Aside from sharing a name, drone scientists are working on other ways that drones can learn from the world of bees.
The UK is leading the way in this field with Professor James Marshall of Sheffield University recently presenting their work to the American Association for the Advancement of Science Conference. Aided by a £4.8 million grant from UK Research and Innovation, the researchers are studying bees with a view to reverse engineering their brains to power some extremely sophisticated drone technology.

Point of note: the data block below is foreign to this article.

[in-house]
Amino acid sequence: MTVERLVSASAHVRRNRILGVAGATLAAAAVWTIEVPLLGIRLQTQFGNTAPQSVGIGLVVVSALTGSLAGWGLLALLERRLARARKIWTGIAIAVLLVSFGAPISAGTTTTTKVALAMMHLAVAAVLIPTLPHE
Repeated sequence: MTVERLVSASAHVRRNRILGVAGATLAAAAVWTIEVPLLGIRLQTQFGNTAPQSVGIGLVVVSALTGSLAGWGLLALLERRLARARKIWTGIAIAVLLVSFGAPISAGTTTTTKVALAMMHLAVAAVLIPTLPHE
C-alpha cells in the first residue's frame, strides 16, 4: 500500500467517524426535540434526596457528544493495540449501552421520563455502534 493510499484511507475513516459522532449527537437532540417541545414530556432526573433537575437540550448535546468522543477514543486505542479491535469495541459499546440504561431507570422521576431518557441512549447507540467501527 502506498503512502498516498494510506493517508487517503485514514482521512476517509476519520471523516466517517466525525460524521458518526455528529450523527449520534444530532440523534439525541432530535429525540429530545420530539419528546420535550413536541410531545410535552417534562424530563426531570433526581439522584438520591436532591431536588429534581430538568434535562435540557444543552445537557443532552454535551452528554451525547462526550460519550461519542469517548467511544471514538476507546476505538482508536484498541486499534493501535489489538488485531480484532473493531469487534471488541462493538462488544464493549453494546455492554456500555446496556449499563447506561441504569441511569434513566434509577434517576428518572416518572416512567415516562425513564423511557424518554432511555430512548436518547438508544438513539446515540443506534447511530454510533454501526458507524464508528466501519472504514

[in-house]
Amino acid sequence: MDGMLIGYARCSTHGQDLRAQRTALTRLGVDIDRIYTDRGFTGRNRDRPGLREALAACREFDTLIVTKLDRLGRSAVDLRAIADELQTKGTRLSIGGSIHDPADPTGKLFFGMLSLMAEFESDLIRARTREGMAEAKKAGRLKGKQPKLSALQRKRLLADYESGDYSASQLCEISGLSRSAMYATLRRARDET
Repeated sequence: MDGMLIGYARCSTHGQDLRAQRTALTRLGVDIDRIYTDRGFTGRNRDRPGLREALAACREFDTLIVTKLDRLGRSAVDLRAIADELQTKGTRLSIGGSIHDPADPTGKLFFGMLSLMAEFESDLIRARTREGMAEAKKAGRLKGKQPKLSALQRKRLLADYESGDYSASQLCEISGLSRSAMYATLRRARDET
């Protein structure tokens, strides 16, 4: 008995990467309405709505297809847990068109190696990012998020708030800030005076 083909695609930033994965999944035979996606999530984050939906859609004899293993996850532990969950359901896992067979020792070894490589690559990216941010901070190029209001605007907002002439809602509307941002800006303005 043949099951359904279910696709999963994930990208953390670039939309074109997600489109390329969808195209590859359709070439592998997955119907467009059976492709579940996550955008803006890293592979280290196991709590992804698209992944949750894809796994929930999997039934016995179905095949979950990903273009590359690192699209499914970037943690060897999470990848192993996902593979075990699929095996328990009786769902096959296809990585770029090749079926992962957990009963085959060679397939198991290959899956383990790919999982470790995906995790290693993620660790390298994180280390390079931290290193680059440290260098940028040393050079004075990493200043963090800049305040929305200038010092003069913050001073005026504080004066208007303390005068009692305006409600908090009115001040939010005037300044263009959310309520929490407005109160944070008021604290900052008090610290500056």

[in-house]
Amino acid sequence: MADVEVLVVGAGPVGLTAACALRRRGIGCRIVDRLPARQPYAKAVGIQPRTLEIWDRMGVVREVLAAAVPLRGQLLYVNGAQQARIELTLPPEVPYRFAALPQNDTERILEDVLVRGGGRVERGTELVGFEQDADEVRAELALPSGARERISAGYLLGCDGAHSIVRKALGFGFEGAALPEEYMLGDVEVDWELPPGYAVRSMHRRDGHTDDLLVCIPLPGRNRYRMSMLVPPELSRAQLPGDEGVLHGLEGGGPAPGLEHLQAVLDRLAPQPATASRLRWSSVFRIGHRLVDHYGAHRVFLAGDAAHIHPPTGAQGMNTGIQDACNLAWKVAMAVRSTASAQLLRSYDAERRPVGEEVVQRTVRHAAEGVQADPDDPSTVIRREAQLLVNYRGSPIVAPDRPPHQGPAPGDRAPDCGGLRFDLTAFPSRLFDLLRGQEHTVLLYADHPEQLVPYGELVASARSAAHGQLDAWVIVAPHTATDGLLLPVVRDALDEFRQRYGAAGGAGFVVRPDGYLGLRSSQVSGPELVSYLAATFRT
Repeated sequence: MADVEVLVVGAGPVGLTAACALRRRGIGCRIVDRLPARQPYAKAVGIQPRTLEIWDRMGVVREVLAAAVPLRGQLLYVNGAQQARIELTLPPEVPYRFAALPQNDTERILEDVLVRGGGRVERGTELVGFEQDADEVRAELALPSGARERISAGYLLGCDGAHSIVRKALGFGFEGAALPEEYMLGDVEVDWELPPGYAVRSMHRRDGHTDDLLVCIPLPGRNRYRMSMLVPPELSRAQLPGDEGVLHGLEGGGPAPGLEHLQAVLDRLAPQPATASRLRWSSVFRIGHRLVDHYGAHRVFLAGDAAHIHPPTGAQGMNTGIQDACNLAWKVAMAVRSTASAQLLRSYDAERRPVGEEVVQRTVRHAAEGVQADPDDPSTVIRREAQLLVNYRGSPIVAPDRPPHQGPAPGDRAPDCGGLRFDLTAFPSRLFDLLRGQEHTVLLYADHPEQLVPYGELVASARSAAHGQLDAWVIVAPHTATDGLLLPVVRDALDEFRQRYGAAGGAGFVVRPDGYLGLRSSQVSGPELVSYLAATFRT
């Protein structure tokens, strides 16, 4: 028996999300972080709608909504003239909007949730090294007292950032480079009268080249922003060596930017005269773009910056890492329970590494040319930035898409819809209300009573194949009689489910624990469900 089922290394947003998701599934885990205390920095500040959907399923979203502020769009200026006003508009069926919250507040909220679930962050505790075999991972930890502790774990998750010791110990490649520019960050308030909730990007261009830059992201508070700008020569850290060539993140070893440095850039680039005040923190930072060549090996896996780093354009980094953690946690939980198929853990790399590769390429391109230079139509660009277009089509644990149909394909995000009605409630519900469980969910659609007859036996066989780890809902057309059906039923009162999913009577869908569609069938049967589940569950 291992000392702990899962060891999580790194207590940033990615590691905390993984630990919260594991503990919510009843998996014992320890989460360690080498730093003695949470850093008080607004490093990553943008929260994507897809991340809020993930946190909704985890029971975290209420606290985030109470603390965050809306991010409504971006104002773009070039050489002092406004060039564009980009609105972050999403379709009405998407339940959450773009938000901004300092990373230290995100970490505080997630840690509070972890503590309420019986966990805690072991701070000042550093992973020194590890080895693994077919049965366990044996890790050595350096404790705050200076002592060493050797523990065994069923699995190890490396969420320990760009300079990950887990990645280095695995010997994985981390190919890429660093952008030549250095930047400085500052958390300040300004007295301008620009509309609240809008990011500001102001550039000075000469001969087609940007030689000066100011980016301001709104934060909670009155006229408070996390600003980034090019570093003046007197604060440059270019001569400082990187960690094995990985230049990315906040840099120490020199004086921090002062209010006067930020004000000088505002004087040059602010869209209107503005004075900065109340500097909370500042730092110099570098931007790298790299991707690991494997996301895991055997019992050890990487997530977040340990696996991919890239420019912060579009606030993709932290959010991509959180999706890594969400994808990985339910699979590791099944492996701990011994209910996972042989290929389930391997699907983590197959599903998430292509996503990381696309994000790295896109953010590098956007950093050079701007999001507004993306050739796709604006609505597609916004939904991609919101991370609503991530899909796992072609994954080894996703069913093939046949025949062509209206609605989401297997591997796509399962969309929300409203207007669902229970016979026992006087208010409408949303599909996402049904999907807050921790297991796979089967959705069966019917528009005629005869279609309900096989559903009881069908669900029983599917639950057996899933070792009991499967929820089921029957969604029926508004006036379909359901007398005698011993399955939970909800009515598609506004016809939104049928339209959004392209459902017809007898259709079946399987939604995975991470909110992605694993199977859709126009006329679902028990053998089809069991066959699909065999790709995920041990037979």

For an insect weighing one tenth of a gram, bees carry a surprising amount of brain power. They can navigate a complex 3D environment, optimising flight distances and memorising features to all them to return to their nest. The complex work involving attaching minute electronic tags tot he bees in the first phase then inserting an electrode into their brain is quite mind boggling. They estimate their progress currently to be a 25% complete map of the bee brain and already they have been able to learn enough to create a drone weighing just 250g which carries all of its brain power on board. The potential that the completion of this work has for the drone industry, particularly in the field of delivery, could be industry changing.